The DSI lawsuit comes several months after DTA filed its own lawsuit alleging “rigging” in the awarding of a state contract to provide security for the Alabama Statehouse where lawmakers meet in Montgomery. A judge later tossed the lawsuit.
However, Montgomery Circuit Court Gene Reese said legislative officials should have been more specific on bid documents. The judge said, ultimately, security services are not regulated by the state’s bid law.
The DTA lawsuit alleged that DSI owner Alan Clark and House Speaker Mike Hubbard engaged in improper conduct in relation to the bid process. DTA attorney, Rep. Joe Hubbard, made the allegations on behalf of the company. Joe Hubbard is not related to Speaker Mike Hubbard.
“We were on the receiving end of some very upsetting and untrue allegations,” said DSI Chief Operating Officer Eddie Sorrells. “We were forced to respond to allegations of bid rigging and corruption,” he said. The lawsuit claims DTA is guilty of making malicious and libelous statements through its attorney.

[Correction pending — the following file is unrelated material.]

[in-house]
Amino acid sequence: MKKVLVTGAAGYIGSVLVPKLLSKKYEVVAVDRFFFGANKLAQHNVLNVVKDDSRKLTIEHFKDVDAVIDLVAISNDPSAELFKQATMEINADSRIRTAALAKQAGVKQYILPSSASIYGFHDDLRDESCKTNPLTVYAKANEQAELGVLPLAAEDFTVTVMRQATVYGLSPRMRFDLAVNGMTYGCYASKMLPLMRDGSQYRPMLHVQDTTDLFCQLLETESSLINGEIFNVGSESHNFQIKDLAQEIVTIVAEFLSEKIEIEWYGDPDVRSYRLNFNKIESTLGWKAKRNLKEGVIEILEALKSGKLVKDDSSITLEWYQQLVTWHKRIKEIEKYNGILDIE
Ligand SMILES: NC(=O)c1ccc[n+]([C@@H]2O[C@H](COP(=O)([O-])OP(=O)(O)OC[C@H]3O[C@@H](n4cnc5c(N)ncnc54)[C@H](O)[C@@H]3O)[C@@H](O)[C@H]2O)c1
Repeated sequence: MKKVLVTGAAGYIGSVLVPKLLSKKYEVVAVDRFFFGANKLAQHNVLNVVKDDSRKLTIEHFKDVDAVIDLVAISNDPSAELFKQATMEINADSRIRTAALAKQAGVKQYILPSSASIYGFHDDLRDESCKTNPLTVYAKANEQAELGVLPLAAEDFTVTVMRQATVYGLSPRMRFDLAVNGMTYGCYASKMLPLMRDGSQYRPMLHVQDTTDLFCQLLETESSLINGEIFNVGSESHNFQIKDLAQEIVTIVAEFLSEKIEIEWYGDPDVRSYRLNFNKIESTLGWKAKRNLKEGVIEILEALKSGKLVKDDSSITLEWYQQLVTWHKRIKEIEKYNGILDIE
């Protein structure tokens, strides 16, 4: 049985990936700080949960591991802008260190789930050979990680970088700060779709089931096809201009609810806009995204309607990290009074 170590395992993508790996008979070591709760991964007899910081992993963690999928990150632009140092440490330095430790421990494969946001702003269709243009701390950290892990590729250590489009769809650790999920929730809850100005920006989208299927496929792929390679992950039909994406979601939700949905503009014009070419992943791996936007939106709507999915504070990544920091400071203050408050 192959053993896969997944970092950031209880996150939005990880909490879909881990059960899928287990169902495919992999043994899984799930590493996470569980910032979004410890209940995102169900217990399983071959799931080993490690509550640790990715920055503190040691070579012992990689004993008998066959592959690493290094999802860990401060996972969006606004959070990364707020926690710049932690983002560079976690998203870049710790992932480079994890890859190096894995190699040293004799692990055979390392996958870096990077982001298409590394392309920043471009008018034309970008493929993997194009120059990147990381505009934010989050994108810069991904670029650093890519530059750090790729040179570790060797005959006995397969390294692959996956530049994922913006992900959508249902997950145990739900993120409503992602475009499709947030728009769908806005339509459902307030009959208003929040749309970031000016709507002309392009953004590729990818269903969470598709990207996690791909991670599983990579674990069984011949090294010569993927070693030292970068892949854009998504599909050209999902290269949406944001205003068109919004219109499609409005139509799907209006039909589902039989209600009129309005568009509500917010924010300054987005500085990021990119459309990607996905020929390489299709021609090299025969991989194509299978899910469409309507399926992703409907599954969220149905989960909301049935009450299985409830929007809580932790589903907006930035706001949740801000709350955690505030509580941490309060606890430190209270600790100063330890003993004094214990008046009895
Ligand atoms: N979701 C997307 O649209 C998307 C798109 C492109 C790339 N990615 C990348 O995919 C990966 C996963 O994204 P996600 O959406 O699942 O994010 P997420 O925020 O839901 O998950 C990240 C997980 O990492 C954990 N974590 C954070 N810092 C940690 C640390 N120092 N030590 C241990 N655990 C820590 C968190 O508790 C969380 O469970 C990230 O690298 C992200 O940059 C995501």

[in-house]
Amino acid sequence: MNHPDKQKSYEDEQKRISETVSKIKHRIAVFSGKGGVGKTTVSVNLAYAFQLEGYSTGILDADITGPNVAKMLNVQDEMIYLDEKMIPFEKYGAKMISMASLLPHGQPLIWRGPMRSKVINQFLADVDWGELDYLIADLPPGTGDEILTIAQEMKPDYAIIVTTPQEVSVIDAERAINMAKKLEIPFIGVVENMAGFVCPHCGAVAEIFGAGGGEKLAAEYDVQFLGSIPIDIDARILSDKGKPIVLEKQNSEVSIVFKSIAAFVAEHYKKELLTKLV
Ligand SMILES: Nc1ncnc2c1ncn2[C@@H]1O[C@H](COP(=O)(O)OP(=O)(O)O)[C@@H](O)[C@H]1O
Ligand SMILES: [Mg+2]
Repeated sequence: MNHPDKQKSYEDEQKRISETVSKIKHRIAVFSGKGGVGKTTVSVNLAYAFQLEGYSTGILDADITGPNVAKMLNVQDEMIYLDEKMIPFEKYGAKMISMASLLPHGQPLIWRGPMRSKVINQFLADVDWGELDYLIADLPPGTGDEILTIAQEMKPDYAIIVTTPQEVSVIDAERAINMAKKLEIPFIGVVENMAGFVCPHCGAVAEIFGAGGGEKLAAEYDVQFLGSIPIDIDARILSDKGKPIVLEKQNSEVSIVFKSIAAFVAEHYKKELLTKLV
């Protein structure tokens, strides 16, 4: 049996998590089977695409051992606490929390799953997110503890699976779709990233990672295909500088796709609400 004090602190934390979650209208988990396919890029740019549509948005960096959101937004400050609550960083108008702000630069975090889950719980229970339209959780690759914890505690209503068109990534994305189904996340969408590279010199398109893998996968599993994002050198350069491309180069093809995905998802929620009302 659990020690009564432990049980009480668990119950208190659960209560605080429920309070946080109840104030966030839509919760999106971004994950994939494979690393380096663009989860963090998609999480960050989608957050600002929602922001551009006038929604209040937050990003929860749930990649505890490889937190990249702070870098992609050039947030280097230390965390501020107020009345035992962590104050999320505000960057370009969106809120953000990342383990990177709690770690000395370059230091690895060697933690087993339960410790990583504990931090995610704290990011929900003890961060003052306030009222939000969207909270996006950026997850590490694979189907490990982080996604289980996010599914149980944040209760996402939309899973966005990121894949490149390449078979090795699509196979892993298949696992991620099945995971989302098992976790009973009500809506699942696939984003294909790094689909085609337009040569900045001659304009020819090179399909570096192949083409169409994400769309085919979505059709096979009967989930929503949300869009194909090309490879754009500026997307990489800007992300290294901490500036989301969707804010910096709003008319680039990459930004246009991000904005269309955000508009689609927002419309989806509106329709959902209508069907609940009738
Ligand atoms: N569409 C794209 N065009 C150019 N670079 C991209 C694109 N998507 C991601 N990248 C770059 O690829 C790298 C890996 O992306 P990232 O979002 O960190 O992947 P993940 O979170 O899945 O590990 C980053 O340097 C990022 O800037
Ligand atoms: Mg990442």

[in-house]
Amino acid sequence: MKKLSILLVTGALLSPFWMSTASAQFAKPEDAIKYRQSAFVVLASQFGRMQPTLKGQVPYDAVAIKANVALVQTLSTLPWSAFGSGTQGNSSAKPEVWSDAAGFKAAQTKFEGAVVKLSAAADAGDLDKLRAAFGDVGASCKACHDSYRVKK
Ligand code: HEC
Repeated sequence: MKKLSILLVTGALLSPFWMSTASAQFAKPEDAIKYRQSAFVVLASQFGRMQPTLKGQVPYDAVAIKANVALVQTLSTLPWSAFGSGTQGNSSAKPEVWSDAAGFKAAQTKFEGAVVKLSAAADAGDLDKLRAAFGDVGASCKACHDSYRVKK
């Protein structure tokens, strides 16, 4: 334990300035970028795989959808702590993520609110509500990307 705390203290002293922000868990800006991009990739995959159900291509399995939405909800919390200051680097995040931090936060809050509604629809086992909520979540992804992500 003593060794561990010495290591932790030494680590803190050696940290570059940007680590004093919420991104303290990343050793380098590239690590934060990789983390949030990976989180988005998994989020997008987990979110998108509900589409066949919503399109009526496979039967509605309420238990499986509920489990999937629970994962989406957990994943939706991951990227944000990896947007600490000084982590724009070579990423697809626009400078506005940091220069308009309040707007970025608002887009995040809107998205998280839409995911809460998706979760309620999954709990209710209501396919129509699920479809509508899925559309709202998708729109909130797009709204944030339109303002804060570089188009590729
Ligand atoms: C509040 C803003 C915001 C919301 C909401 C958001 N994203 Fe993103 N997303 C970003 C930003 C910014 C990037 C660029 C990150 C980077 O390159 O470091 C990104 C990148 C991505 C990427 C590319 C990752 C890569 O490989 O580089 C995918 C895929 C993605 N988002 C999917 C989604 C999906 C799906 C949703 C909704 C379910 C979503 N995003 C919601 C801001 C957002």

Sorrells said the lawsuit was filed by its attorney, Adam Jones, to make sure the public understands that DSI did nothing wrong. Sorrells points out that DSI has been in Dothan for more than four decades and has grown into a national company with a good reputation.
“This lawsuit is about getting our reputation back and responding to the allegations made against this company. All I can tell you we were on the receiving end of unsettling and very untrue allegations,” he said. The lawsuit seeks unspecified damages.
Sorrells points to the massive media coverage of the original lawsuit—the one filed by DTA---as a reason some people could have concluded DSI may have done something wrong.
The latest lawsuit won’t go to court until at least 2014.